Hello ladies and gentlemen, my name is Nina Illingworth and welcome to another edition of The Cardboard Witch.  As some of you may have guessed by the title of today's entry we're going to talk about basic booster draft theory; specifically how to draft and build better decks.  For those of you who don't know me in real life, I manage a comic and games store here in downtown Toronto called the Hairy Tarantula.  One of the coolest aspects of my job is that I can disguise my complete obsession with Magic the Gather as "work" so long as I'm helping customers while I do it.  Recently this has meant helping a number of new customers get into the game through regularly scheduled booster drafts at both the downtown and north end Hairy T locations.  In my opinion booster draft is the ideal way for a new player to break into magic for 3 major reasons:

A) It requires no previously owned cards to play.

B) It allows a new player to build a collection as he or she goes, adding new cards to their card pool every single time they draft.

C) It's one of the fastest and most reliable ways to teach core Magic playskills.  Learning to squeeze the most out of your cards is *THE* defining skill in limited play and it's application to constructed Magic formats absolutely will improve your win/loss ratios over the long haul.

Unfortunately sometimes being "the new kid on the block" means taking your lumps while learning the lay of the land (read: losing both often and decisively).  This is particularly true in Booster Draft where the combined skills of card selection, deckbuilding and actual game play can be quite daunting for a new player to master. While it's reasonable to expect a certain "learning curve" when taking up any new activity it's also pretty hard to learn anything when your opponents are smashing your face in on turn 5.  These type of "blowout" losses can be both frustrating and expensive; ultimately discouraging new players from continuing with the hobby.  This deprives our Magic communities of fresh faces and new blood, diminishing the experience for everyone involved.  The worst part of it all is that in most cases this problem could be solved through the application of a few basic guidelines during the drafting process itself.  These basic "rules" form the backbone of building competitive draft decks and after a while they become second nature to an experienced drafter; allowing them to focus on the finer points of the game and increase their chances of winning even further.  While it would be silly to suggest that a brand new player can follow a list of rules and consistently beat experienced drafters, it is absolutely true that such a tool can help you stay in the game and avoid fruitless "blowout" losses.  Sometimes the first step towards learning to win really is learning how not to lose first.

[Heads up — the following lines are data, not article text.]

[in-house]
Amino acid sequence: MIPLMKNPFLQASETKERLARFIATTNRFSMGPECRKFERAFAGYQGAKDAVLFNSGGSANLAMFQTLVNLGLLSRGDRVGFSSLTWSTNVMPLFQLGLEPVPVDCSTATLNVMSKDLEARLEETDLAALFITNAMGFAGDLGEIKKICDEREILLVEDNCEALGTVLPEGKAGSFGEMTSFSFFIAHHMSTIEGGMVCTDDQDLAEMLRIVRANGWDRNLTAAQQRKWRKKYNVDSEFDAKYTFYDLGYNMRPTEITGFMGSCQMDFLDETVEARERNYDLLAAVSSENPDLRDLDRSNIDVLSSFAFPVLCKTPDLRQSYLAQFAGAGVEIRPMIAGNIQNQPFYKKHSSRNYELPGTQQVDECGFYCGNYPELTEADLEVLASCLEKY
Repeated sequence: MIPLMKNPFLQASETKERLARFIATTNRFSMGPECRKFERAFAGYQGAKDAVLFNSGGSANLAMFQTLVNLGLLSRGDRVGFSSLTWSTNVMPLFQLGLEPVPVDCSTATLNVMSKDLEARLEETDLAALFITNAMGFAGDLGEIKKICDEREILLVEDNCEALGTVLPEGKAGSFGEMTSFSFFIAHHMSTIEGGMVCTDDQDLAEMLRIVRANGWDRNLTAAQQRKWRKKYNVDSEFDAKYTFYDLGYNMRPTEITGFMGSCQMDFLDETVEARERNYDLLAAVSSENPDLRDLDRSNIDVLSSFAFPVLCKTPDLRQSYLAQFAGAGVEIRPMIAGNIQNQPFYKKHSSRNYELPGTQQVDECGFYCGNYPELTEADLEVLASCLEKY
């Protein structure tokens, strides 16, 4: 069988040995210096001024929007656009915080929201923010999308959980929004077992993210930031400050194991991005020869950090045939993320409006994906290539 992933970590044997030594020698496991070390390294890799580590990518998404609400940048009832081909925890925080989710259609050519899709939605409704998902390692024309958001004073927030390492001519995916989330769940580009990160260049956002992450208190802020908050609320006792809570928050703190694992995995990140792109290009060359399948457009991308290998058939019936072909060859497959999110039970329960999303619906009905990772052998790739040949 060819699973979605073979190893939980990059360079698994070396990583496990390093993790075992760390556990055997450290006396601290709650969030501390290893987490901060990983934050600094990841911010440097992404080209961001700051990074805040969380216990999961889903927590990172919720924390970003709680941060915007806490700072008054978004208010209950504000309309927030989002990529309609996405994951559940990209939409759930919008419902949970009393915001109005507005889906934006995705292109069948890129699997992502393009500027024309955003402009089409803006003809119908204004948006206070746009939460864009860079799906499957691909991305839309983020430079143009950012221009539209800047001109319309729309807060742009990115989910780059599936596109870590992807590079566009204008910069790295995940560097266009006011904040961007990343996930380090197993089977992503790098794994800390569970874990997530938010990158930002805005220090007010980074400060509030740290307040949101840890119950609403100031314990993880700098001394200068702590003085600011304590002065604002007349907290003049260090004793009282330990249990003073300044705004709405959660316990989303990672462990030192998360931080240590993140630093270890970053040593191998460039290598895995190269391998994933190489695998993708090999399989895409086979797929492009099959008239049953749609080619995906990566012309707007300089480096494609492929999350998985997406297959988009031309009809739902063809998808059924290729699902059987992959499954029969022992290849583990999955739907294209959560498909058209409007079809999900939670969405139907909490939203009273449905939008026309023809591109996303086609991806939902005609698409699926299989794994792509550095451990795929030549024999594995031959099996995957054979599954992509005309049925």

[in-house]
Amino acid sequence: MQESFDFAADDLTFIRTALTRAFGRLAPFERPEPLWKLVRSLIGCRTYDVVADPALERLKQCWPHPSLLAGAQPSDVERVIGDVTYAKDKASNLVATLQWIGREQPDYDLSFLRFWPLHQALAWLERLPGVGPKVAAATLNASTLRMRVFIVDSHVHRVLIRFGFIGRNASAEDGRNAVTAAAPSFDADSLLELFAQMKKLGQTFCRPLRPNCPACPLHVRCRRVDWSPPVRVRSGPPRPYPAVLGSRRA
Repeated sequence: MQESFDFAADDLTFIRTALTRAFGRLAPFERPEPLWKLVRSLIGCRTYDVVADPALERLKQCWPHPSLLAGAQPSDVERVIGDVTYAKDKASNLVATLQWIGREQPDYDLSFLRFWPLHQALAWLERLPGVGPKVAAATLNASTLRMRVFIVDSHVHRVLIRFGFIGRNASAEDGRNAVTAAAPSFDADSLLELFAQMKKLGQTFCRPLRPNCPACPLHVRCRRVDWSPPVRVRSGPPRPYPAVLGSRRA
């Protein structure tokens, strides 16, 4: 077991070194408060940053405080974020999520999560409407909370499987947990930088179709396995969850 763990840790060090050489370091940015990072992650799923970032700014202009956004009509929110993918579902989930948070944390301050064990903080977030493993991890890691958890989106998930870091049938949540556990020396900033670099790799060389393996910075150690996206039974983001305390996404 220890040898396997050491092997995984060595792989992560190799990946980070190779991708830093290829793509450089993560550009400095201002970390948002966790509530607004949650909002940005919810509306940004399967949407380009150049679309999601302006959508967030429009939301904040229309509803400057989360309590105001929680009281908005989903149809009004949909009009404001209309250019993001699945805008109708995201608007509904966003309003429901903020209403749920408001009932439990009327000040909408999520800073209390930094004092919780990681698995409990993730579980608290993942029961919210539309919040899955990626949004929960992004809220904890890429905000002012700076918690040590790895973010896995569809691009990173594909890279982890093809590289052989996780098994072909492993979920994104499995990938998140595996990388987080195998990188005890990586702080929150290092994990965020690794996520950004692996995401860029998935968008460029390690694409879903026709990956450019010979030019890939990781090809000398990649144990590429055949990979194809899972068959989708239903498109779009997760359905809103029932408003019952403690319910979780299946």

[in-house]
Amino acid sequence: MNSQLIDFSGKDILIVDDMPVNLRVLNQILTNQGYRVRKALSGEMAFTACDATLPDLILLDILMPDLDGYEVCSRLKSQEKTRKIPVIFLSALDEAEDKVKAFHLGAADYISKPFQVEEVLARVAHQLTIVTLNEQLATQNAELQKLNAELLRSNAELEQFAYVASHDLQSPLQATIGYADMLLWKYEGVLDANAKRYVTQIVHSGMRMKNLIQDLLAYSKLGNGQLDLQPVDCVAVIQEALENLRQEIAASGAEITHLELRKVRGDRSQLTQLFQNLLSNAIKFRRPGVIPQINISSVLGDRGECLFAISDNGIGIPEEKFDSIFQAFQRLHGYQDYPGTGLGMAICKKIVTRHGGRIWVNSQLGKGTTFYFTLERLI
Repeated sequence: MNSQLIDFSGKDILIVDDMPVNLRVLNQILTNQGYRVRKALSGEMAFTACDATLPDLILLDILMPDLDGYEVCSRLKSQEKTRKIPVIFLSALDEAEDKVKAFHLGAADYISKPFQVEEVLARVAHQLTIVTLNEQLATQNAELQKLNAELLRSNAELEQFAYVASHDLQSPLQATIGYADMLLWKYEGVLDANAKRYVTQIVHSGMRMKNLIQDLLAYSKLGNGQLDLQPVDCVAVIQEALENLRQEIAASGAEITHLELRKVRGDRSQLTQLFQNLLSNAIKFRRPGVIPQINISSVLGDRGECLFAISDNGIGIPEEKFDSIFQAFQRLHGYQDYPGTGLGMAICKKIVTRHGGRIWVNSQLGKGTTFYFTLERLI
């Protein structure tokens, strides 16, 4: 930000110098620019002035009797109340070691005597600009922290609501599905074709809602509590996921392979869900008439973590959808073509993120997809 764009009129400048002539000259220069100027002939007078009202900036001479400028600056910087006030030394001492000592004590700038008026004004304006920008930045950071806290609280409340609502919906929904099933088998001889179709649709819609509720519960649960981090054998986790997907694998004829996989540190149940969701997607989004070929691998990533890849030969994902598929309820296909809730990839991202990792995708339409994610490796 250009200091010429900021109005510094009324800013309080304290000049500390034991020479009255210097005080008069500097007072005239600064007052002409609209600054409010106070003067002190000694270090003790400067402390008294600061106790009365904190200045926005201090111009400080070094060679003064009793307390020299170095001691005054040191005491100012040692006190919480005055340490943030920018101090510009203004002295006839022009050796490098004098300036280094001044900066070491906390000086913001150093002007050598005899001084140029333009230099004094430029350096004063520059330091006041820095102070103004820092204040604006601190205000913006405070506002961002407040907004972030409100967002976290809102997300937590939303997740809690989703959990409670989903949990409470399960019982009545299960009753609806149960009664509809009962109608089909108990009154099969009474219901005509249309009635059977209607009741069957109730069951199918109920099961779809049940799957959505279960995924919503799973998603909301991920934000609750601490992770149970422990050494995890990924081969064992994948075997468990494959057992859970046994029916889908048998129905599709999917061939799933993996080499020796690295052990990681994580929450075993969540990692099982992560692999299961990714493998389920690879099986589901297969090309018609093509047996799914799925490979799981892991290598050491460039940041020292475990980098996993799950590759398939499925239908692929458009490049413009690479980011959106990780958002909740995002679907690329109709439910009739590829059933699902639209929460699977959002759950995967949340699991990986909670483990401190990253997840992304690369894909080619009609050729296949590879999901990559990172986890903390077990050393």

It's important to note at this point that only time and effort will help you win your first booster draft; I am not presenting a magic formula for winning Booster Drafts without sufficient practice.  What I *am* talking about is an easy 6 part blueprint to drafting and building better decks at your next Limited event.  While this material may be useful to anyone who plays Booster Draft it is intended for the absolute beginner attempting his or her first few booster drafts.  Additionally I'd like to point out that while I have been drafting for years, nobody is perfect.  These "guidelines" represent my best effort to help new players break into the exciting format of Magic Booster Draft and people can and will disagree with some of the ideas I present here.  Please feel free to take whatever you can use from this article and disregard anything you can't.  It is after all the internet.

Okay, with that out of the way lets get right down to business and talk about how to draft stronger decks the next time you crack open a booster.  First and foremost you must remember that the art of building a good draft deck is about finding or creating value with each and every pick.  While this sounds complicated it really just means "load up on good cards" and "don't overpick a card now when you could obtain it later".   In essence this means evaluating every card you see in a pack according to a personal "pick hierarchy" and then comparing that evaluation to what you think your opponents will choose based on known information (including colors, previous picks and their assumed card rankings).  While this eventually becomes second nature to a seasoned draft veteran it can be incredibly hard for a new player to get an accurate read on what to pick and when until that happens.  So how do we skip all that trashing around in the dark until the light finally turns on?  Simple, we establish a basic pick priority based on TYPES of cards before we sit down to draft and then as those kinds of cards come up we choose them according to their ranking within that pick hierarchy.  In other words: